Remember leadership never ends! Take the same desire to lead from the ice and locker room and apply it everywhere; the classroom, your nutrition and off-ice preparation habits, even among other social groups or amongst siblings!

 

The “Positive” Power of Frustration

November 13, 2018 4:49 pm Published by

Feeling frustrated is inevitable. Throughout your hockey journey the root itself may change from season to season, however, dealing with frustrations and setbacks is one of the unique, challenging keys to team success. As hard as this concept is to fully appreciate, remember frustration means you care – which is a great thing!

With frustration always comes action! Embrace the frustration, then from that motivated state of mind, think of one immediate step you can take in a positive direction. Working harder, communicating clearer, acting more selfless, etc. We all make the choice to either let challenging times bring us down – OR – reveal what our true character holds!

We can’t wait to watch you take your challenging times and make them in to positive turning points for your future!!!

Finding the Right Size

November 1, 2018 5:42 pm Published by

Is your athlete growing like a weed! Rest assured you’re not alone! With some prime holiday shopping opportunities right around the corner, here’s some simple, helpful reminders when sizing up replacement equipment.

  • Sticks
    • Once you’ve determined your preferred brand/pattern. Prioritize a stick’s flex. When your athlete leans on it, make sure it bends. When cutting it down to size think “chin to nose” in skates as a rough measuring stick! I always think top lip is a good guide.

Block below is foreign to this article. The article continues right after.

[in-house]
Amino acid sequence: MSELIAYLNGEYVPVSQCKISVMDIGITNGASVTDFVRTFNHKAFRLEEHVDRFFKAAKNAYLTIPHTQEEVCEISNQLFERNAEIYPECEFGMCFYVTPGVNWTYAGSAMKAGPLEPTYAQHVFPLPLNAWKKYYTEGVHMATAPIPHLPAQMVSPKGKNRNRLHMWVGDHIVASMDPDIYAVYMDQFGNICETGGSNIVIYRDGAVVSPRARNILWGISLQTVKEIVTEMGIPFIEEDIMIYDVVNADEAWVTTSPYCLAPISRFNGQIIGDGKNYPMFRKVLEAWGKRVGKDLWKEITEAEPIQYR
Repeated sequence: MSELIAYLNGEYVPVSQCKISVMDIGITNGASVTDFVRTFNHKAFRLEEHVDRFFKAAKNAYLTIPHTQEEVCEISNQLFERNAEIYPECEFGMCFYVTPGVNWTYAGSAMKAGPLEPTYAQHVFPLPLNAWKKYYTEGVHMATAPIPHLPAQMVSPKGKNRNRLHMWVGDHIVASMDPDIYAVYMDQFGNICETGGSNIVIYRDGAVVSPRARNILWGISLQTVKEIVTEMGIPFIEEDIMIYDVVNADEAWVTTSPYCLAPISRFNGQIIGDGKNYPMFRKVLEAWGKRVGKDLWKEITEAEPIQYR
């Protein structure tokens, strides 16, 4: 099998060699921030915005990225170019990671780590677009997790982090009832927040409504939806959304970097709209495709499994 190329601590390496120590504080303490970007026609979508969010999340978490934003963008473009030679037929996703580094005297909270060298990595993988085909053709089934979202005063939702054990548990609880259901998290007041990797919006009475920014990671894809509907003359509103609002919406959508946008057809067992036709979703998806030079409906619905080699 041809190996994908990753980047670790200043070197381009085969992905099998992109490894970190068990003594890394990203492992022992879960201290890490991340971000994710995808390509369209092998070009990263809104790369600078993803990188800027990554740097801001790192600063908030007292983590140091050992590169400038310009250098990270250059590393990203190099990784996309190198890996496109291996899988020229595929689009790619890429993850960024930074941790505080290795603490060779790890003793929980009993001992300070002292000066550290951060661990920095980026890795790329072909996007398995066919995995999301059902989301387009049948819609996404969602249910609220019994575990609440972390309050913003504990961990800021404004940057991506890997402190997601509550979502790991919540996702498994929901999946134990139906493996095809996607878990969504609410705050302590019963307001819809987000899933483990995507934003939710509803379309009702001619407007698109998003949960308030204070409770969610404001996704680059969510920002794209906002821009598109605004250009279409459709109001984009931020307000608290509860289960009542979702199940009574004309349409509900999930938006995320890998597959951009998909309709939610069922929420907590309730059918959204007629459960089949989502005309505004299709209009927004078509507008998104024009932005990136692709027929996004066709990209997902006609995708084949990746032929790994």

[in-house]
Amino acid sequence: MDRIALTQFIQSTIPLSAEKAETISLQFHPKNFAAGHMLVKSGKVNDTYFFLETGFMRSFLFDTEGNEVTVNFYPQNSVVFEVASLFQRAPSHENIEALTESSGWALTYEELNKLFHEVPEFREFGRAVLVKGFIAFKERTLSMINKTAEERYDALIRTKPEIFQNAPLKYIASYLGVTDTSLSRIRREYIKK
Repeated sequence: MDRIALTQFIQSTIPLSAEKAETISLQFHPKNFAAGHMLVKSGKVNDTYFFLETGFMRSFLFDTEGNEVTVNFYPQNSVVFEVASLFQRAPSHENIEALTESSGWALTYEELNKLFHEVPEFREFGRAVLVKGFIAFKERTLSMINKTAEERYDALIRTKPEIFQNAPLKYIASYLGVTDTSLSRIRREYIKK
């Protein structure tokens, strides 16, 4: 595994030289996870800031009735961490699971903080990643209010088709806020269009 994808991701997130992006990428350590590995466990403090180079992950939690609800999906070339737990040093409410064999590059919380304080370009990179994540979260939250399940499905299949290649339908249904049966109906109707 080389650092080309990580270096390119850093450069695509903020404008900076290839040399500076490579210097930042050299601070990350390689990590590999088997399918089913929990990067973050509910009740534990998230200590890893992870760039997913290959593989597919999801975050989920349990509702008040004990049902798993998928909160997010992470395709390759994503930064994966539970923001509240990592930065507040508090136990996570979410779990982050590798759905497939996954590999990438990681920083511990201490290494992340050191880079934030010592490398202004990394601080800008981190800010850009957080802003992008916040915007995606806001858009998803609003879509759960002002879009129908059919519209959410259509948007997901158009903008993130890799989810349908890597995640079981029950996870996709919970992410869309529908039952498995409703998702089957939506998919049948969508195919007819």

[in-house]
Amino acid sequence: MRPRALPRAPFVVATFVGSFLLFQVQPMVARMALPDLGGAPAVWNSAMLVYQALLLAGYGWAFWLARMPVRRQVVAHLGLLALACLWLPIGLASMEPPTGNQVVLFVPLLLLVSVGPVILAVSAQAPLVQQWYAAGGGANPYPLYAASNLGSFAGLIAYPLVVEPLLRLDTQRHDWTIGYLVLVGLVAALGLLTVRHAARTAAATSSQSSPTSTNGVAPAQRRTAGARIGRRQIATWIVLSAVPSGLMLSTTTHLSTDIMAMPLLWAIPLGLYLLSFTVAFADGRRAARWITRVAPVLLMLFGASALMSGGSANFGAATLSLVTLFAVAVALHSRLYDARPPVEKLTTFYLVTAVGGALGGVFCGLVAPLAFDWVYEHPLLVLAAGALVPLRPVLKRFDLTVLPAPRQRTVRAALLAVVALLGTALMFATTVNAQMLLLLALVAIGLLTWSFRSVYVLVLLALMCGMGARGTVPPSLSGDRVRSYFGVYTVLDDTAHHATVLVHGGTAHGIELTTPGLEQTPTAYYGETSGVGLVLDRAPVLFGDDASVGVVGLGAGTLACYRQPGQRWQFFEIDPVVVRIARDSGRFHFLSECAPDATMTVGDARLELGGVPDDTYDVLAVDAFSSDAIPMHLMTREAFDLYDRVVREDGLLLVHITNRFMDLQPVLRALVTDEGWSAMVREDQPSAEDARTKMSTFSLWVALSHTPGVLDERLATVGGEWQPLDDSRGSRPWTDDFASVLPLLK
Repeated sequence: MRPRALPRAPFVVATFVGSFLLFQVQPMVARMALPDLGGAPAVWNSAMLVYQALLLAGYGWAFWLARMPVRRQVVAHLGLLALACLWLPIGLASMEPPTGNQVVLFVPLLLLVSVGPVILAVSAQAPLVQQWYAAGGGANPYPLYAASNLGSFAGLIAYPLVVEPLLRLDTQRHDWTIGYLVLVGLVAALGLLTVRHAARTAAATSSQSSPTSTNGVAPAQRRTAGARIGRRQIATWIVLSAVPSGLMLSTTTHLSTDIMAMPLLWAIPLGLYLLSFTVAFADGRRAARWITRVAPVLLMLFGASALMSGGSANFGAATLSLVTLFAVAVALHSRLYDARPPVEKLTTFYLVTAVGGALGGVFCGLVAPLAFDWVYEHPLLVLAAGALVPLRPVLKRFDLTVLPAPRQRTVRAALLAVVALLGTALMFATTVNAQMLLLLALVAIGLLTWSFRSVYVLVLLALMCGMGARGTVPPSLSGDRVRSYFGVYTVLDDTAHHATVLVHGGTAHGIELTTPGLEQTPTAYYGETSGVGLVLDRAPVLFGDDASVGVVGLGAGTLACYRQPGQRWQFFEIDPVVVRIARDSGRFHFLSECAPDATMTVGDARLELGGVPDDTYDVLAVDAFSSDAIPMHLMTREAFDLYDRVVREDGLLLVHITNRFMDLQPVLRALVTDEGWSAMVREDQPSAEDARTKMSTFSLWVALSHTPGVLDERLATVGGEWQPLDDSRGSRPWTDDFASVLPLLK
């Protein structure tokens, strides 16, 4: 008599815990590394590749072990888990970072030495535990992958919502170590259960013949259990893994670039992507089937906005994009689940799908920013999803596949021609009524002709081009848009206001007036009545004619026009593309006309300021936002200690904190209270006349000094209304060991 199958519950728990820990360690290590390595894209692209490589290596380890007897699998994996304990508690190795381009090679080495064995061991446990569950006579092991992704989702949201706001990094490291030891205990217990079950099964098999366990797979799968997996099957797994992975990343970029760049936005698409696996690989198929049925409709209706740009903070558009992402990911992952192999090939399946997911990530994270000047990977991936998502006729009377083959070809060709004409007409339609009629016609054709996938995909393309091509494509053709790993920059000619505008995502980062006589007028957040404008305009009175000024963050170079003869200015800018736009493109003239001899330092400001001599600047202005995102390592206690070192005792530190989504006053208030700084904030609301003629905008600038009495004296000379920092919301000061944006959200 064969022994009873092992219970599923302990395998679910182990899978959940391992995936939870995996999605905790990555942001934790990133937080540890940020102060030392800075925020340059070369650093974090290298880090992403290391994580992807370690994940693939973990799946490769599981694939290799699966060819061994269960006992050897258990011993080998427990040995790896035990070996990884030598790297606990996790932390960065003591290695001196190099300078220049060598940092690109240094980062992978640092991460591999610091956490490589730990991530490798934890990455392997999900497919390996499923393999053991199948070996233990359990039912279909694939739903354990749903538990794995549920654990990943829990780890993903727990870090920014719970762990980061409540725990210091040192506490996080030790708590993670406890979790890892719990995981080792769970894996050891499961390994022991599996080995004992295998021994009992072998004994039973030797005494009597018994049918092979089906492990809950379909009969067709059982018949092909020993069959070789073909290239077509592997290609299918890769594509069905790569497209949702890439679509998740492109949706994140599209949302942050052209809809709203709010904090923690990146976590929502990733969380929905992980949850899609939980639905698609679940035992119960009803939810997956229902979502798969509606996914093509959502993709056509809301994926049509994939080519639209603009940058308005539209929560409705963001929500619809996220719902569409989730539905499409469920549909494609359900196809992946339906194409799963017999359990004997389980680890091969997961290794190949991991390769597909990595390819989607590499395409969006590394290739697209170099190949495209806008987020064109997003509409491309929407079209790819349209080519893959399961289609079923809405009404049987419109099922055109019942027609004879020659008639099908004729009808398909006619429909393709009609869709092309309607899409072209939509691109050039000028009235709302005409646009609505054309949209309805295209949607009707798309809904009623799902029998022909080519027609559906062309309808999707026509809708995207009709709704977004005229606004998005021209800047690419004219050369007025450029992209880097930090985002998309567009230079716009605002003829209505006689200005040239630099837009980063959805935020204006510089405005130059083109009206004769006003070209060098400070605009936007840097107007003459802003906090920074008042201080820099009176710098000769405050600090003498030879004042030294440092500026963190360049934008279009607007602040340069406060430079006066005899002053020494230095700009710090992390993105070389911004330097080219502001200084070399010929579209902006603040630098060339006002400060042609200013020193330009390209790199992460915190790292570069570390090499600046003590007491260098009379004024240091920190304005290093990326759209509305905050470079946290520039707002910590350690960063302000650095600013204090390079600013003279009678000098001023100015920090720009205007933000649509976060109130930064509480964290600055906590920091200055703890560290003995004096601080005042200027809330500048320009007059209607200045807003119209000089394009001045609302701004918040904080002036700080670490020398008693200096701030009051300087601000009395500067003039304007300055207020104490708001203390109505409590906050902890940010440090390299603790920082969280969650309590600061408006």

• Skates
    • As painful as this big expense can be… Skates are the most important part of the equation. You don’t need to buy top of the line… BUT, whatever skates you do select for your all-star they need to fit appropriately otherwise agility and stride quality are greatly compromised. Your athlete should be able to wiggle their toes in their skate, and very gently feel the inside tip of the toe cap with their big toe. Remove the insole and have them stand up in their socks. You should see about a half inch of space at the end of the insole.
  • Protective Gear
    • Pantsshould be right about knee cap to the top of the knee.
    • Shoulder padsshould be form fitting, but avoid going too large as this will greatly hinder stick control and limit upper body movement.
    • Elbow pads should fully cover the elbow and go to mid upper arm and mid forearm. Often times you’ll find better luck looking for an elbow pad that’s a 2-part construction along the under arm, versus a 3-part construction with a moving cap just on the elbow.
    • Shin padsBe sure there’s no major space from the bottom of the shin guard to the top cuff of the skate. 

Best of luck in the equipment search! Remember, especially for the younger athletes out there, saving a few dollars here and there with recycling gently used gear is always a great play!